by: Alix Cohen
To many of us, Mary Virginia Martin (1913-1990), will always be Peter Pan. Whether viewed onstage, in subsequent black and white television versions or its eventual color taping, Martin created such an indelible characterization in the musical that at the end of this evening, asked to sing “Never Neverland,” much of the audience had no need of provided lyrics. Her full career encompassed radio, nightclubs, television specials, 9 films, theatrical touring (notably Hello Dolly and Annie Get Your Gun), Broadway and The West End. Other originated roles include Nellie Forbush in South Pacific and Maria in The Sound of Music.
The thoroughly entertaining show mounted by Urban Stages on December 3 presented a wide array of well chosen material from Martin’s career. Bridged by historical and anecdotal narrative (which should’ve been tighter) by Host Stephen Cole and wonderfully nostalgic film clips (if too many), the evening also featured a charming, onstage interview with Peter Pan’s original Tiger Lily, Director, Sondra Lee. The artist spoke about having a “huge crush” on Cyril Richard, the genteel Martin’s keeping to herself, amicable overlap of two sets of songwriters and how lucky she feels to have been part of “a musical that has stayed with people for generations.”
Susan Winter shone brightly with songs from South Pacific and Girl Crazy. It was her intuitively phrased, unusually restrained version of “Before the Parade Passes By,” (Hello Dolly,) however, that rose above. The artist not only exhibited a warm, expressive, confident voice but knew that emphasis does not require volume or excessive gestures. Opening subdued and reflective, she gradually drew from an emotional well communicating the lyrics to much greater effect than legions who simply belt. Determination was palpable. A real storyteller.
Newcomer Liam Forde seems completely comfortable with the unusual maturity of his talent. The young vocalist sang “When I Went Home,” which was cut from Peter Pan because Martin found it too sad: The doors were barred/ And the window barred/And I knew with an awful dread/That somebody else/Some other boy/Was sleeping in my bed. A jewel of a performance, it could not have been more touching. Later, Forde did a duet with Cole- Forde as Mary Martin, Cole as Ethel Merman- after the single television special in which both ladies participated. Playing with vocals and bouncing off his partner, charm and professionalism were omnipresent. Stephen Cole, who can also sing, inflected his participation with amusing Mermanesque overtones.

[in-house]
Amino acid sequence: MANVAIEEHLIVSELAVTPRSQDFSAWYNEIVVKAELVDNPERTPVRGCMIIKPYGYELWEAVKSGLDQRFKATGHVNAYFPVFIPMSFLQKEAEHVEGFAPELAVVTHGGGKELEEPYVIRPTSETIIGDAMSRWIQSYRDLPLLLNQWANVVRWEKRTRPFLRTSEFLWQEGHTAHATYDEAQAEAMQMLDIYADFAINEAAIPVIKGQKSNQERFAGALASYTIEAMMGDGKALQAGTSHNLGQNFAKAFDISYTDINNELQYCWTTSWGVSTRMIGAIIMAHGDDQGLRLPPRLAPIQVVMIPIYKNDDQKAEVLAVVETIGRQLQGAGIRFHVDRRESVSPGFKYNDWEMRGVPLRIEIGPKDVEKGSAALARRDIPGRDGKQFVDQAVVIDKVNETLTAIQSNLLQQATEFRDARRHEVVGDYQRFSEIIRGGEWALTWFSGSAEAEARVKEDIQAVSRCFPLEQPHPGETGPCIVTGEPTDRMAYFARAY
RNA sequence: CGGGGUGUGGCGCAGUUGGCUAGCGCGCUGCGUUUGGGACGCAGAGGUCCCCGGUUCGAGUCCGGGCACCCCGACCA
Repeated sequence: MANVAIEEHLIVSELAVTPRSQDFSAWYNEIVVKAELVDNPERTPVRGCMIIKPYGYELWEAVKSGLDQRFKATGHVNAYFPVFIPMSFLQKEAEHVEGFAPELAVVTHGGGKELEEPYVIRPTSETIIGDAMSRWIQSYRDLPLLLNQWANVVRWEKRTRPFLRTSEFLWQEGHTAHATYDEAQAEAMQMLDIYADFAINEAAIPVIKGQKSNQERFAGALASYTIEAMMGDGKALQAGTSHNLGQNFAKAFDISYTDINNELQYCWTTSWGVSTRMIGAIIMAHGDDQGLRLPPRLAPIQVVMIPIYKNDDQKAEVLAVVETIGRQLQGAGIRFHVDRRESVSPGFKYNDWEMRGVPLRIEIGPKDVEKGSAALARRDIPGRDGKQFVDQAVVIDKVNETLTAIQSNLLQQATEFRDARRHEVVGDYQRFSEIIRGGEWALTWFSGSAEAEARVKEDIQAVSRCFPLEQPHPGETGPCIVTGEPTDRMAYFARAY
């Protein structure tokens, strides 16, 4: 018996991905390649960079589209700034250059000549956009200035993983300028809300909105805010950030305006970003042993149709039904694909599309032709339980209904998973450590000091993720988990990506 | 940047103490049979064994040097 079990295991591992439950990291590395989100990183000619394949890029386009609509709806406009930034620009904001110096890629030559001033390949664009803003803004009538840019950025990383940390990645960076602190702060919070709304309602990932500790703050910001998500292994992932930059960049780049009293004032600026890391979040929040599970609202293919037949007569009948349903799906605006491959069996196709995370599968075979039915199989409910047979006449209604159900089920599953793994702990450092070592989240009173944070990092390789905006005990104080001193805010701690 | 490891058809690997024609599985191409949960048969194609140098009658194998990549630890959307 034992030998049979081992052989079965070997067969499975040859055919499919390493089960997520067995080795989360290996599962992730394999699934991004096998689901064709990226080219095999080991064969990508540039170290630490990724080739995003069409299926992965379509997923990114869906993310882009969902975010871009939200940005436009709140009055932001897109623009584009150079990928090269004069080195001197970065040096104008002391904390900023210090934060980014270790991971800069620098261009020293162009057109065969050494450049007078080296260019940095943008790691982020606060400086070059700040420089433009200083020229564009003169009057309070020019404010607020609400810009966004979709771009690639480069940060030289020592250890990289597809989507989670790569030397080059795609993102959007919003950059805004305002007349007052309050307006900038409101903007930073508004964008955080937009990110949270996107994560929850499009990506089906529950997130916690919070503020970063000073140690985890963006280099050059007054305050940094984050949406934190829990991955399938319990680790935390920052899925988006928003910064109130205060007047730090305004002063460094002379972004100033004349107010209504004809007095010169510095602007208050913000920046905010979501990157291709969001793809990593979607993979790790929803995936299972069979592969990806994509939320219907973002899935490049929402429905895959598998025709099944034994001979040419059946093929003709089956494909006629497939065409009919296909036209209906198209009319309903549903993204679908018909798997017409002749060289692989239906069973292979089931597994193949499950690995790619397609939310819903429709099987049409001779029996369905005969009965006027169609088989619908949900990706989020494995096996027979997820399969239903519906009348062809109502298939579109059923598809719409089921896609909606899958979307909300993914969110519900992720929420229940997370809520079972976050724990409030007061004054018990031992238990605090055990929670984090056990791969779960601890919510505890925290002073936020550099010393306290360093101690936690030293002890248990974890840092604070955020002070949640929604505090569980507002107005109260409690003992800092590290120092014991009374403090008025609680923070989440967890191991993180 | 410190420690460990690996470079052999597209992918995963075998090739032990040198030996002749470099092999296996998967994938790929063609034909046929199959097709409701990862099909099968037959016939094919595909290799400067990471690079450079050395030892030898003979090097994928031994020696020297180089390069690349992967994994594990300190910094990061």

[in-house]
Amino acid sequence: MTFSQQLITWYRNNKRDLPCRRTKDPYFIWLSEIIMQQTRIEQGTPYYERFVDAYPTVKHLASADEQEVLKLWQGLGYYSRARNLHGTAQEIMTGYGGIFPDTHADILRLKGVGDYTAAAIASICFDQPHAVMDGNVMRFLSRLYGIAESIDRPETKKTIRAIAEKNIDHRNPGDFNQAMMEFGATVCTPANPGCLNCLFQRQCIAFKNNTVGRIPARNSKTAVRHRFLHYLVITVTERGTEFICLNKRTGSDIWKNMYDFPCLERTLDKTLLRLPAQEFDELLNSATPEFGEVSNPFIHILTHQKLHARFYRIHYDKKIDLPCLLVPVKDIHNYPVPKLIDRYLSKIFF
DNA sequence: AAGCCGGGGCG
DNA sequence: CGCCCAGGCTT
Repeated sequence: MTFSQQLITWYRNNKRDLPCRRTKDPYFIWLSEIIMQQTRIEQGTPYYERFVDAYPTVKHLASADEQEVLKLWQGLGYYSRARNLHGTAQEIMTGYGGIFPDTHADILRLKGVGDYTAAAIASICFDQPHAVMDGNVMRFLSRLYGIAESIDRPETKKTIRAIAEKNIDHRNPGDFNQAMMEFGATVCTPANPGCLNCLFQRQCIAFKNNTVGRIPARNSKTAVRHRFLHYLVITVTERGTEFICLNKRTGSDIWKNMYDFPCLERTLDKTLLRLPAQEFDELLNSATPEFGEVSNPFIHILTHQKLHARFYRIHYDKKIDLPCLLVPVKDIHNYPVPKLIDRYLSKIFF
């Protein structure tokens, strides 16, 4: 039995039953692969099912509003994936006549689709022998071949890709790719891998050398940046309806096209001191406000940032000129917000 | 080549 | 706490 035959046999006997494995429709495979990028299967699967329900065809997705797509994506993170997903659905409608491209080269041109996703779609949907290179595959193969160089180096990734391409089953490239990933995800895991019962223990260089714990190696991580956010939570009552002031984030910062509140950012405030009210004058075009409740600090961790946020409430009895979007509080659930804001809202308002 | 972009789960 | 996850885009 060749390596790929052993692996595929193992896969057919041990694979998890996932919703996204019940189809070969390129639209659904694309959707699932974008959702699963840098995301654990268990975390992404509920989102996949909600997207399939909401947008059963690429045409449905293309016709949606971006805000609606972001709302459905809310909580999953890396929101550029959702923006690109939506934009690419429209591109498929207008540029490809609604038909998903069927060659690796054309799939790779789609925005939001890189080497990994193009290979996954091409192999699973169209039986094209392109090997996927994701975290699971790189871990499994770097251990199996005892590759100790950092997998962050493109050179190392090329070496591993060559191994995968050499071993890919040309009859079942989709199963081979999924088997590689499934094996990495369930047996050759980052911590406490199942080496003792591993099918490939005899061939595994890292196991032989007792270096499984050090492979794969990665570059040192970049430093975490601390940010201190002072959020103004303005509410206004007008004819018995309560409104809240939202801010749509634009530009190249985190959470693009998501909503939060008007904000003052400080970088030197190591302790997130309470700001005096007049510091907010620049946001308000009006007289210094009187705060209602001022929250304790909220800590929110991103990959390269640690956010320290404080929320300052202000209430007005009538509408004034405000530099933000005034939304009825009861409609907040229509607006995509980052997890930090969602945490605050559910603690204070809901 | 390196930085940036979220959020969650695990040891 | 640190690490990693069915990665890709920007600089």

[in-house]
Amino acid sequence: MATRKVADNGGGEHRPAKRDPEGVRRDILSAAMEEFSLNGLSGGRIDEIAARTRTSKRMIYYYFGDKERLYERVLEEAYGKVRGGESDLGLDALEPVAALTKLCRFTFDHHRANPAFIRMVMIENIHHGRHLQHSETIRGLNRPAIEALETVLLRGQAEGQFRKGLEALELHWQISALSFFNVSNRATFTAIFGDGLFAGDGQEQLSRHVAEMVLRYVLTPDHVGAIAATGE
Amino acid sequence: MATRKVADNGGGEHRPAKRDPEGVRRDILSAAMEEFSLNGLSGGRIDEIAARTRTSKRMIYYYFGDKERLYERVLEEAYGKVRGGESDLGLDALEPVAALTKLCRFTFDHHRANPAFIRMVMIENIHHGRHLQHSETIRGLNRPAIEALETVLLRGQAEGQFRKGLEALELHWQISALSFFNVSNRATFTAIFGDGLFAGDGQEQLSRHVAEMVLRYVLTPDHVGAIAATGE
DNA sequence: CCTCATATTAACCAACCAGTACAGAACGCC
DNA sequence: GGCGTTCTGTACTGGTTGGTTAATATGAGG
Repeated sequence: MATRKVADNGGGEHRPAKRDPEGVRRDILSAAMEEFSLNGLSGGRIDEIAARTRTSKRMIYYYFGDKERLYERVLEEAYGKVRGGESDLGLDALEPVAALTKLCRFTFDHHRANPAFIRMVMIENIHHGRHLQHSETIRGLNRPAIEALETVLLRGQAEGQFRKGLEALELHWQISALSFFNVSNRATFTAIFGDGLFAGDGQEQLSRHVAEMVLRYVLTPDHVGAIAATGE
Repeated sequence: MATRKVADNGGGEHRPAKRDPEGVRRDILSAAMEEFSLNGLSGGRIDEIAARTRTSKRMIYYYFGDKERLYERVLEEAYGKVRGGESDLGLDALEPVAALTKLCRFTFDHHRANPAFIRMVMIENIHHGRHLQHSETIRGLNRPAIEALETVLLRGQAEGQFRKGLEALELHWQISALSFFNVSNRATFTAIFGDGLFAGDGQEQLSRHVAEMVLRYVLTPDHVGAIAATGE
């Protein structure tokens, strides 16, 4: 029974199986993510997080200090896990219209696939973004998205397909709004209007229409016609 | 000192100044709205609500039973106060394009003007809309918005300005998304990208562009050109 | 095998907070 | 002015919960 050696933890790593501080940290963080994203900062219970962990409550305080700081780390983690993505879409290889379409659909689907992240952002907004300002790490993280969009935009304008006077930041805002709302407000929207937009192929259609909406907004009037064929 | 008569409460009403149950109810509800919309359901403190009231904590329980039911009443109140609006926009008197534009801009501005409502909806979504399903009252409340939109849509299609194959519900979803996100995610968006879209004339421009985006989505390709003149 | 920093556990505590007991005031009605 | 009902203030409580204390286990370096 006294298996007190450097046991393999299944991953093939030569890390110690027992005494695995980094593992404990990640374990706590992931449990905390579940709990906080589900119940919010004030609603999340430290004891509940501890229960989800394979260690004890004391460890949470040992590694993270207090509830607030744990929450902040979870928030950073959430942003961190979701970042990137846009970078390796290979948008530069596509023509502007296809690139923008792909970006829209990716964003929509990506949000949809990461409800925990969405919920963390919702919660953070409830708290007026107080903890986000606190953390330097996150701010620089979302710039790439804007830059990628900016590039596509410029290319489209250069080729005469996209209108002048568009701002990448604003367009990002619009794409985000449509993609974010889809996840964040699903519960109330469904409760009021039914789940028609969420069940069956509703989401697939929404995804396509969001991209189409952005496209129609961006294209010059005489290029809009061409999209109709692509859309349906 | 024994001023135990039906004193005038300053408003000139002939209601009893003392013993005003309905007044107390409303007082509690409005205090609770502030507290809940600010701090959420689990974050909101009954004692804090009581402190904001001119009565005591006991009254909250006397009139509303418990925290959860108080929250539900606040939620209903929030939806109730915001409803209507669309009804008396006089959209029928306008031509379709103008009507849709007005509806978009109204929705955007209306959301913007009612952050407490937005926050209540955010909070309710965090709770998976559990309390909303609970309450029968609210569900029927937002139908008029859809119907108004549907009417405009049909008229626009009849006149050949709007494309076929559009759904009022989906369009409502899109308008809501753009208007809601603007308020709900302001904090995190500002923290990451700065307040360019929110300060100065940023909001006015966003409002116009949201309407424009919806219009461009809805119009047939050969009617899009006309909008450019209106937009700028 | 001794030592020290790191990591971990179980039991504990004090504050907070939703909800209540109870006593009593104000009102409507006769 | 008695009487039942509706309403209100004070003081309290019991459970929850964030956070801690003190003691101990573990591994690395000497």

Barbara Porteus’s “Cockeyed Optimist” embodied hope against the odds with less innocence than South Pacific’s heroine, but just as much validity. Her “What is a Woman?”(I Do! I Do!) took full advantage of the lady’s thoughtful seasoning (not age). Every word was believable and sympathetic. Julie Reyburn’s beautifully controlled soprano sighed into the infatuation of “That’s Him” (One Touch of Venus) but seemed uncomfortable with the simplicity of “My Favorite Things” (The Sound of Music). A mid song piano solo by Matthew Martin Ward soared with infectious ebullience.
Corrina Sowers-Adler, who, (surprise!) yodels like a pro, performed an absolutely terrific “Lonely Goatherd (The Sound of Music). Really, one wanted to polka. “My Cup Runneth Over” …with love (I Do! I Do!) was lush with feeling; its arrangement, lovely.
Marissa Mulder’s naturally breathy voice and “My Heart Belongs to Daddy” (Leave It to Me) would seem a perfect marriage. The artist was surprisingly less flirty than capabilities have previously showcased, however, perhaps because of the speed of this rendition. A duet of “Anything You Can Do” (Annie Get your Gun) with longtime accompanist Bill Zeffiro was jaunty. Janice Hall gave us two numbers from One Touch of Venus. Vocals, though skilled and focused, seemed melodramatic.
Piano arrangements and accompaniment by Matthew Martin Ward were symbiotic and deft.
All in all, the evening was a roaring success. Look for a more elaborate version of Cole’s enthusiastic research in April at The York Theater.
Check out the other entertaining programs of Winter Rhythms-Cabaret, Musical Theater and Jazz benefiting Arts & Education http://urbanstages.org/
A Centennial Celebration of Mary Martin
Host, Stephen Cole
Directed by Peter Napolitano
Musical Director Matthew Martin Ward
Technical Coordinator/Sound Designer Sean Hagerty
259 West 30th Street (bet 7th and 8th Avenues)
This is the opening of 2013 Winter Rhythms December 3-15
*Photos (except Mary Martin) by Jim Cohn